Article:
Six months ago, David Williams wasn’t anywhere near Harvard. He was in Detroit, working on economic development and land-use issues as a senior aide to Mayor Mike Duggan.
Despite his belief in the effectiveness of the city’s programs, without data and the ability to analyze it, Williams couldn’t be sure that the initiatives were helping residents.
“The question I dealt with was: Are we making these places better?” he said. “How do we know what we’re doing is making people’s lives better? It’s a question we couldn’t answer.”
Then he discovered the work of economists Raj Chetty, Nathaniel Hendren, and John Friedman, research that applies big-data tools to massive economic, geographic, and demographic data sets. The results allow analysts to zero in on variables like race, education, and income to see what’s happening on the ground in neighborhoods across the country.
This gives researchers a view of struggling areas ripe for intervention. It also highlights communities where people succeed despite poverty and other challenges, providing examples to be plumbed for new insights.
“I think the potential of applying this kind of research is incredible,” Williams said.
Today, he is doing just that, as policy director for Opportunity Insights. The new research and policy institute is headed by Chetty, the William A. Ackman Professor of Public Economics at Harvard; Hendren, a Harvard professor; and Friedman, an associate professor at Brown University.
The institute, run from a Mass. Ave. office across from Harvard Yard, is dedicated to understanding why upward mobility and economic progress have stalled for so many U.S. families. Chetty, who returned to Harvard this summer after three years at Stanford University, said that the policy arm is a major new thrust in his work, enabling the development — with community partners — of evidence-based measures aimed at reviving the American dream.
The idea that researchers should seek to shape policy took some getting used to, Chetty said. The initial suggestion came from communities and nonprofits that read some of the group’s widely publicized findings. The researchers’ first thought, Chetty said, was that they ought to stick to research. But in time they became convinced that they might help develop solutions to some of the problems they were highlighting.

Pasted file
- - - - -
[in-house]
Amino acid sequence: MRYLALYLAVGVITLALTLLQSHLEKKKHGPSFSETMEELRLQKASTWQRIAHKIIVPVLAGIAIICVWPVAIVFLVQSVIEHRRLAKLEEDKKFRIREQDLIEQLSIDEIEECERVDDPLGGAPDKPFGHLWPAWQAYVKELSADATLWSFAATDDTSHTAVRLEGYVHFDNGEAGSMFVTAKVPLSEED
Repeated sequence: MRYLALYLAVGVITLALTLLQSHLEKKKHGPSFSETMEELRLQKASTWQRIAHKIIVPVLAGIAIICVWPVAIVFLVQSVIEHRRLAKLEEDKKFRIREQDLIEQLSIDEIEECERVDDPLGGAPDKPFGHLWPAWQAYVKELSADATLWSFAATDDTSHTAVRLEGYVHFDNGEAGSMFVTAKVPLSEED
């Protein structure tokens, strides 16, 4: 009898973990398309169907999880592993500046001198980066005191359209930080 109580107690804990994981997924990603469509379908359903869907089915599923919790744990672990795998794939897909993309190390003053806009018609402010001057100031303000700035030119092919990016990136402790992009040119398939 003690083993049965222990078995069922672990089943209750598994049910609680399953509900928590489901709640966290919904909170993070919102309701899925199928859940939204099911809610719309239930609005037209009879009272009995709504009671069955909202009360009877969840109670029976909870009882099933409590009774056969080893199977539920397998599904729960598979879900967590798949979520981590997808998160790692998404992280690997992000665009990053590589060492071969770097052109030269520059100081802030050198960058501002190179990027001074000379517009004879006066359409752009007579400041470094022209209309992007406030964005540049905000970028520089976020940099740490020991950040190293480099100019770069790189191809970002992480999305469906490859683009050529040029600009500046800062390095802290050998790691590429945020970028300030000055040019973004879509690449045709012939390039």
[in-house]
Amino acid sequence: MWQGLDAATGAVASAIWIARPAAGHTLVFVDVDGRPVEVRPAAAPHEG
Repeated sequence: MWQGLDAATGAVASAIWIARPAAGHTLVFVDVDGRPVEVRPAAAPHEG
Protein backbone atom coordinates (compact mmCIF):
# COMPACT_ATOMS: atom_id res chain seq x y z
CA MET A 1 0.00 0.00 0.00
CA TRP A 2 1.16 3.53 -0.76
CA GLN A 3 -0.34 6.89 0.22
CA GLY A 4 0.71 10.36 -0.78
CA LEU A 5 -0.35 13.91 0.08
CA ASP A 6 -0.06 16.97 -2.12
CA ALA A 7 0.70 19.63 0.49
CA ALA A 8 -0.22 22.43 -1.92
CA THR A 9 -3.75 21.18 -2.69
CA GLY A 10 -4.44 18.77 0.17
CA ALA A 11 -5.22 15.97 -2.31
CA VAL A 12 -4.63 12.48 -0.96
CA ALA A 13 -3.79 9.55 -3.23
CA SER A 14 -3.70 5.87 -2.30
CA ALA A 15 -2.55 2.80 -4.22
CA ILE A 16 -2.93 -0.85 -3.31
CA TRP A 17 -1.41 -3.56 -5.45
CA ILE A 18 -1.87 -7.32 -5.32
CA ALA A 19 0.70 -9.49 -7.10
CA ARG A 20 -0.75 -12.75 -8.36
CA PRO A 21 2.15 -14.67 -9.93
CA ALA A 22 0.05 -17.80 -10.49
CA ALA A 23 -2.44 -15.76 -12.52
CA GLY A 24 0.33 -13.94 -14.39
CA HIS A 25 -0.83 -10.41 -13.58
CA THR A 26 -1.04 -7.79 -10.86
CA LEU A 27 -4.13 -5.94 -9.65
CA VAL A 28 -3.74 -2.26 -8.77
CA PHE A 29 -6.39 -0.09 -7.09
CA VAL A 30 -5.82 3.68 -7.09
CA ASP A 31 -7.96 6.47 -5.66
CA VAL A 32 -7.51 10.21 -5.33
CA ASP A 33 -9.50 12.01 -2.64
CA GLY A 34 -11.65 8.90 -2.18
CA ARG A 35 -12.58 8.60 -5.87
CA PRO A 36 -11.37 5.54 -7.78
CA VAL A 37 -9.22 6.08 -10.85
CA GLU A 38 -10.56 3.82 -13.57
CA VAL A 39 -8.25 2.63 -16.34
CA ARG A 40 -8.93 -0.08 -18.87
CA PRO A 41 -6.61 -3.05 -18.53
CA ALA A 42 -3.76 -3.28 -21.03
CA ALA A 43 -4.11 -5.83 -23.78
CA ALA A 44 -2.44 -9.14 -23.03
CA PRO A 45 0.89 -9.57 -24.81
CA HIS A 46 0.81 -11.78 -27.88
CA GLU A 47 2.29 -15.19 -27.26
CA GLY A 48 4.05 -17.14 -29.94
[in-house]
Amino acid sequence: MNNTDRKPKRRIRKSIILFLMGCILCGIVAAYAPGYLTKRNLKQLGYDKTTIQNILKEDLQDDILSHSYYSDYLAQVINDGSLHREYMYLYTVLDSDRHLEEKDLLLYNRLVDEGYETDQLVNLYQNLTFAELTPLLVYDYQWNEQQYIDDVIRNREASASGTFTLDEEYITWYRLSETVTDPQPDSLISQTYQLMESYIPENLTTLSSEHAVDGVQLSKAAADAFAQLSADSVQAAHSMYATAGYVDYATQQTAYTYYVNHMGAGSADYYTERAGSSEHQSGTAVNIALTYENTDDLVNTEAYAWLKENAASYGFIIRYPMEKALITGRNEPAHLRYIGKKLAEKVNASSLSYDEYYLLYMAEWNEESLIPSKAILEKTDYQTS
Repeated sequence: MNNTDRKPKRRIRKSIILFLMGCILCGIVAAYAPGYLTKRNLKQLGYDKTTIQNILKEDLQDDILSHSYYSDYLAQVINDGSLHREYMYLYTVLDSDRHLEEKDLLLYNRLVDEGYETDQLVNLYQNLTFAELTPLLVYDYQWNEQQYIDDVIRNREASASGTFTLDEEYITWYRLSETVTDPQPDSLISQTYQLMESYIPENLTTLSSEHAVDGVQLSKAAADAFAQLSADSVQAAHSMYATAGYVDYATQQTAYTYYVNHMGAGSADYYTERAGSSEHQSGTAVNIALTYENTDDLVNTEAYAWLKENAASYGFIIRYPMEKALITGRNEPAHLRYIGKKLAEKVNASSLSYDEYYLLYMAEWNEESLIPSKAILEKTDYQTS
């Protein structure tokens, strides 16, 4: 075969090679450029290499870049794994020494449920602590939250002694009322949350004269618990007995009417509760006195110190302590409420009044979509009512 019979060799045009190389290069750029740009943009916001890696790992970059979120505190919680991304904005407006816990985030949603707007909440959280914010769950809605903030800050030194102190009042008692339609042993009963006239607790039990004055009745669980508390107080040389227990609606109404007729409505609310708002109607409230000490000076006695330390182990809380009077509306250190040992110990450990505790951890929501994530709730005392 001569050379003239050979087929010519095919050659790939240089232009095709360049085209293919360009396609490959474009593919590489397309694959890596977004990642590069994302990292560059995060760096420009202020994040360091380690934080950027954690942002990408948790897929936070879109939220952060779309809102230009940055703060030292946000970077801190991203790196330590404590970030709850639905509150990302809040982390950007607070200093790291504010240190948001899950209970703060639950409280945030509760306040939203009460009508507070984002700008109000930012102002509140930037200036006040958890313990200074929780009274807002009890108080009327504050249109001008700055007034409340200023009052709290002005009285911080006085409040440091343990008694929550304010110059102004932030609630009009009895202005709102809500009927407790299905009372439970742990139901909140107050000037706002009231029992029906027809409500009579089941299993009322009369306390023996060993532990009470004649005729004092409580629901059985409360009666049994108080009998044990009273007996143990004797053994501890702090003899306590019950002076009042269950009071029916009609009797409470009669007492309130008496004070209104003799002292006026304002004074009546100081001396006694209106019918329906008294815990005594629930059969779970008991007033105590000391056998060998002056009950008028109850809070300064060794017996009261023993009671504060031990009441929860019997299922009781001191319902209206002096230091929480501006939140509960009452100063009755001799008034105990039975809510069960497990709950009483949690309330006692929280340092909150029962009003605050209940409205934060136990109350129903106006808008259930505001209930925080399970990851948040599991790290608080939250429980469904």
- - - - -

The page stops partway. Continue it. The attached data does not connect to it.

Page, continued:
Since then, projects have been piloted in Seattle, Charlotte and, last month, Detroit. Chetty said he expects the policy team to continue growing as new partners are found and projects launched.
“The vision is to really actively go beyond the research itself,” he said.
Opportunity Insights’ founding was made possible through gifts from the Bill and Melinda Gates Foundation and the Chan Zuckerberg Initiative, with additional support from the Overdeck Family Foundation and Bloomberg Philanthropies.
While policy is a new part of the mission, the institute will continue its principals’ prior work: to better understand ordinary Americans’ economic struggles and the roles that neighborhoods, schools, teachers, race, parental education, and other factors play in a child’s chance for success.
“Harvard is thrilled to be home to Opportunity Insights,” said Harvard President Larry Bacow. “Improving economic and social mobility is essential to the strength of the nation, and we look forward to the critical work that Raj Chetty, Nathaniel Hendren, John Friedman, and their colleagues will undertake to improve our understanding of interventions and policies that work. Effectively addressing poverty cannot be done by any one group or organization, and I am delighted that Harvard is part of a collaborative approach with partners at a national level and in communities around the country.”
Ellen Viruleg, Opportunity Insight’s executive director, has overseen growth to a full-time staff of 27. The group consists of three principal investigators, six policy specialists, visiting faculty members, and 15 predoctoral fellows who will conduct research full time before enrolling in graduate programs.
Joseph Winkelmann is a predoctoral fellow working for the institute’s Washington, D.C., arm.
“There are probably many research teams where I could learn about methodology, but I think it’s pretty exciting research,” he said. “It’s a concept I can get behind and excited about. To me it feels unambiguously good.”
Caroline Dockes, a predoctoral fellow fresh off a master’s program at the London School of Economics, is researching mobility in different regions of the U.S. She said she hopes the experience will help prepare her for doctoral research, but agreed with Winkelmann that the work is interesting in its own right.
The institute this week unveiled its Opportunity Atlas, a free platform that provides social-mobility data for every census tract in America, providing a neighborhood-by-neighborhood view of economic and demographic information.
Tools like Opportunity Atlas, which was created in collaboration with the U.S. Census Bureau and backed by the Robert Wood Johnson Foundation, can help Williams and his team of six policy associates and analysts develop research-informed policies to expand opportunity.
“The work Raj, Nathan, and John are doing allows us to ask and answer questions that matter the most, figure out whether what we’re doing is having an impact … and make policymakers be more efficient in what they want to do,” he said.